Platform errors. Errors that are delivered to the CPU through external pins that are provided for reporting MCA events. Further detail on these pins is provided in section four of the SAL 3.0 Specification.

    Any hardware error event that does not fall within these two categories is not delivered or processed as an MCA event. There is some flexibility in this model. System designers can connect hardware error event signals to the pins provided on the CPU to ensure that the errors are processed as MCA events. However, an MCA event must successfully identify the component that failed, or the component that is likely to fail in the future. For peripherals on an I/O bus such as peripheral connect interface (PCI), there is no standardized direct link from peripheral devices to the system chipset that could be used to raise an MCA event that identifies the failing component. MCA does provide full error handling for the standard PCI fatal error types such as PERR and SERR.
    Severity Categories

    MCA events can be further categorized based on the severity of the error. Each error delivered to the operating system falls within one of the following categories:


    Non-corrected or fatal errors. Errors that could lead to non-recoverable data loss or corruption. This type of error will cause the system to be restarted. Examples might be a parity error on the PCI bus or a double-bit error correction code (ECC) error in system memory.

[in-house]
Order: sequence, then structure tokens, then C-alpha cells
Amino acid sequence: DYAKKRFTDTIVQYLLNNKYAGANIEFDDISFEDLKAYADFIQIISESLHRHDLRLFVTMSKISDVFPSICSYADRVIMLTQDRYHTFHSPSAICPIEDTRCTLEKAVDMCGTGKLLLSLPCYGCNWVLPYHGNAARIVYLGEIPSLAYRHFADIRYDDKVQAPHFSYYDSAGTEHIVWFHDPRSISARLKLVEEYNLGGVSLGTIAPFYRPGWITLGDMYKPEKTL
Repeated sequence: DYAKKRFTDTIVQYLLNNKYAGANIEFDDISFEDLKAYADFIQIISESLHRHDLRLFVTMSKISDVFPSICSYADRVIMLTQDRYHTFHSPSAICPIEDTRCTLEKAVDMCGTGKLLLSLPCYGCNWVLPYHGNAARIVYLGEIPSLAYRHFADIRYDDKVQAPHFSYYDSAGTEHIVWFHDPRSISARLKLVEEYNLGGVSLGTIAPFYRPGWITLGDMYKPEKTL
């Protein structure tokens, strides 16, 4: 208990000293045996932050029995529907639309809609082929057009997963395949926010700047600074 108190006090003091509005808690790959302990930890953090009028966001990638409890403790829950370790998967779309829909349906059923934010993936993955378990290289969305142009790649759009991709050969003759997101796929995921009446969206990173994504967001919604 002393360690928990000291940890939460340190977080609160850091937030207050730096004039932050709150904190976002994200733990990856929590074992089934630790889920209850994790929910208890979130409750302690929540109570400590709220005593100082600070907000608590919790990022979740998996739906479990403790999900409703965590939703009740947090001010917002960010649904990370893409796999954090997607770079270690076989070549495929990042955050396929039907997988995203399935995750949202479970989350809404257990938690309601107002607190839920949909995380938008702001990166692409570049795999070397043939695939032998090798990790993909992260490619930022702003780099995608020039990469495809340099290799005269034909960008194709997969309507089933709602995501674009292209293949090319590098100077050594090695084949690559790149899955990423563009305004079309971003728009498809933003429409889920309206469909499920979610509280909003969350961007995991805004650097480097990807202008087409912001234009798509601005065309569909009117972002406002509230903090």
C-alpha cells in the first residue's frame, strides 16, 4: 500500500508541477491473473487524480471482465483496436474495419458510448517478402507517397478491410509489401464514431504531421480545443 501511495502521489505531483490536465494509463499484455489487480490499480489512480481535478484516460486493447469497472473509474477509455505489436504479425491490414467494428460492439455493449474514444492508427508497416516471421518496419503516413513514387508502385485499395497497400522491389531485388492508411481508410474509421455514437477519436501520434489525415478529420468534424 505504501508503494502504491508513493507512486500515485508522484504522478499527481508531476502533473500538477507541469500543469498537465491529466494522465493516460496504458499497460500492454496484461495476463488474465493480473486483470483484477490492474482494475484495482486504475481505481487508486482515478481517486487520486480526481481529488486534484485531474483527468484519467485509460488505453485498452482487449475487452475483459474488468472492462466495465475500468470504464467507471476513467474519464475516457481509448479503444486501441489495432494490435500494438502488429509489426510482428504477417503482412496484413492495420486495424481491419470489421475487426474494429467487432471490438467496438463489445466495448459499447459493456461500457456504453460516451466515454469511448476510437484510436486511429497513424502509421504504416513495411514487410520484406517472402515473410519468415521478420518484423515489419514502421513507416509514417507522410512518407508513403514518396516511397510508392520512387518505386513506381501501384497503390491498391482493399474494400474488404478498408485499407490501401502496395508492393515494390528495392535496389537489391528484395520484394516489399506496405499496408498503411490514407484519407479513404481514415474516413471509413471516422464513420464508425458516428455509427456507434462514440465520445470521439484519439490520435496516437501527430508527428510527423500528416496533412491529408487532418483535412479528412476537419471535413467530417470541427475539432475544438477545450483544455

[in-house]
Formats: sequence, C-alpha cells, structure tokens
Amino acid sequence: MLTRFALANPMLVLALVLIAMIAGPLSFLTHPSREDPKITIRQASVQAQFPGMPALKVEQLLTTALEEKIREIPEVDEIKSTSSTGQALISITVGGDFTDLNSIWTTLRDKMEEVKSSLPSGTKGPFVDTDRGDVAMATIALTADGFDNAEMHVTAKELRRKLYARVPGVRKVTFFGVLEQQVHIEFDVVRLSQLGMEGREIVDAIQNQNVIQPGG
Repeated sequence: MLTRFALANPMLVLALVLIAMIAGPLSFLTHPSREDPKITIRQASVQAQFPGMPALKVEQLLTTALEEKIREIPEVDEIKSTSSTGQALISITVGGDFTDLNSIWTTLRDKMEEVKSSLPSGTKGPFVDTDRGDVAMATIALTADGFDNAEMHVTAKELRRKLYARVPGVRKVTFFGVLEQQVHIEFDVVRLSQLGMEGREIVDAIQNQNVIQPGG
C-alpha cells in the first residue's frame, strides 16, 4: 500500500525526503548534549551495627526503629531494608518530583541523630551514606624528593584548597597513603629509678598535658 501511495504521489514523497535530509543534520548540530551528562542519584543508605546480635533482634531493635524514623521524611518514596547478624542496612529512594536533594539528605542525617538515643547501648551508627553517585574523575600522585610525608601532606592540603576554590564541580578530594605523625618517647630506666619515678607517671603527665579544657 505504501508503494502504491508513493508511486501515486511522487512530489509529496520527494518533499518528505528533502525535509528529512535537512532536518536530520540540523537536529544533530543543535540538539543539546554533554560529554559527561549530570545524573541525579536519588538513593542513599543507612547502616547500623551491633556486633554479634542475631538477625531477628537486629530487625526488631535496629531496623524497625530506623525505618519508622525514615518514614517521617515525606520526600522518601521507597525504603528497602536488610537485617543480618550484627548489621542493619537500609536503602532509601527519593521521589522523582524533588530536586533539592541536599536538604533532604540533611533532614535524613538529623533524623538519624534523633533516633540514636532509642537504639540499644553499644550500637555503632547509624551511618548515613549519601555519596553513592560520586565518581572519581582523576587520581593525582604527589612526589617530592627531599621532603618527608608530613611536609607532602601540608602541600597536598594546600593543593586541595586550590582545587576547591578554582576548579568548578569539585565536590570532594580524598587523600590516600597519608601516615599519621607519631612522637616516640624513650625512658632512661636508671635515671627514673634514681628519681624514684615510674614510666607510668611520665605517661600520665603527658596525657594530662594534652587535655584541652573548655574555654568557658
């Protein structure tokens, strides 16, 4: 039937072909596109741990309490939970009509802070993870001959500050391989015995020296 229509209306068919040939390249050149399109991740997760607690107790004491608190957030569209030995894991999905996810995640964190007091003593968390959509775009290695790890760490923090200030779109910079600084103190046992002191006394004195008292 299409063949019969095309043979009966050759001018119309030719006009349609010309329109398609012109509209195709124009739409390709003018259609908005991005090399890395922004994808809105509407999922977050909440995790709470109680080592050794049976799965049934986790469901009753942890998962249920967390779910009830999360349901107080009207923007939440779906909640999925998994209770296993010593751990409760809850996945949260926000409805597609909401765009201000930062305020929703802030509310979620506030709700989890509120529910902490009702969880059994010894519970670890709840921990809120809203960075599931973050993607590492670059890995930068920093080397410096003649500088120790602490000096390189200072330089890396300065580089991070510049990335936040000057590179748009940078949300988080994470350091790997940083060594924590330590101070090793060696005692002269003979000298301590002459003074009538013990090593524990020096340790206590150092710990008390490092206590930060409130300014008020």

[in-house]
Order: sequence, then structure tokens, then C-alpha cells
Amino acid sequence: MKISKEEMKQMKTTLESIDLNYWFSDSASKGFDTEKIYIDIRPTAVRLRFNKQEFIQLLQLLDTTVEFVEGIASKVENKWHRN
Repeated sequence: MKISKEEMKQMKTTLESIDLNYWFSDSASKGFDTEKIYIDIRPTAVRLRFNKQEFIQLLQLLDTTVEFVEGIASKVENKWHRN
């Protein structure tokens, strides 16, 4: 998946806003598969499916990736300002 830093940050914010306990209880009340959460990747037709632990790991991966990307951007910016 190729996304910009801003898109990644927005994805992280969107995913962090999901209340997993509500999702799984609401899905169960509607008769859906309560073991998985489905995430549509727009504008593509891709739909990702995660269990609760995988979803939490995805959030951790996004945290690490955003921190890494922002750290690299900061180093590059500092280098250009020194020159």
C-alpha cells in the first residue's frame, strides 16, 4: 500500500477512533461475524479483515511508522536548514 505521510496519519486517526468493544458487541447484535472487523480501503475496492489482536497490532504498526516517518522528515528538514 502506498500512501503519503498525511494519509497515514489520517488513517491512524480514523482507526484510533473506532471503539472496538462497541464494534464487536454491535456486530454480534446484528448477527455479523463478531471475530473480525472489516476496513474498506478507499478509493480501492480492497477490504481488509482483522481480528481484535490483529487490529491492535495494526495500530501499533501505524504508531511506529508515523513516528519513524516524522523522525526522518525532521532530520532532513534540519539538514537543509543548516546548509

Note: Non-corrected or fatal errors are referred to as machine check abort (MCA) events. This term causes confusion with Machine Check Architecture (MCA). In this paper, MCA always refers to Machine Check Architecture.


    Corrected errors. Errors that can be corrected either by the hardware or by some level of software. The occurrence of a corrected error can indicate instability in the hardware and can be used to predict future fatal errors. The more sources of corrected errors within the system, the better the quality of the system’s error prediction. Examples of this type of error might be a double-bit ECC error in a clean cache block or a single-bit ECC error in system memory.

    There are two types of corrected error:


    A corrected machine check (CMC) error is a corrected error that was detected by the CPU.


    A corrected platform error (CPE) is a corrected error that was detected by the platform hardware.

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    can u access the event log?

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    Quote Originally Posted by richard-wong
    can u access the event log?

    This? This is the cause...


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    on the picture it had evetlog, can u click on that and tell me exactly what it said?

    the warning generated is caused by a CPU corrected error. it means something has been corrupted in the cpu and it was corrected by the cpu, and thus the warning. the eventlog shud have further details as exactly what the problem was.

    so simply put your over clocking did result the error, and i am basically trying to make sense of what the warning means. (microsfot is not very detailed about this, but you can try the help and support come with your windows and search for MCA warning etc and see if you can any further info)

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    Did you install an A64 driver on XP-64?
    .: Predator :.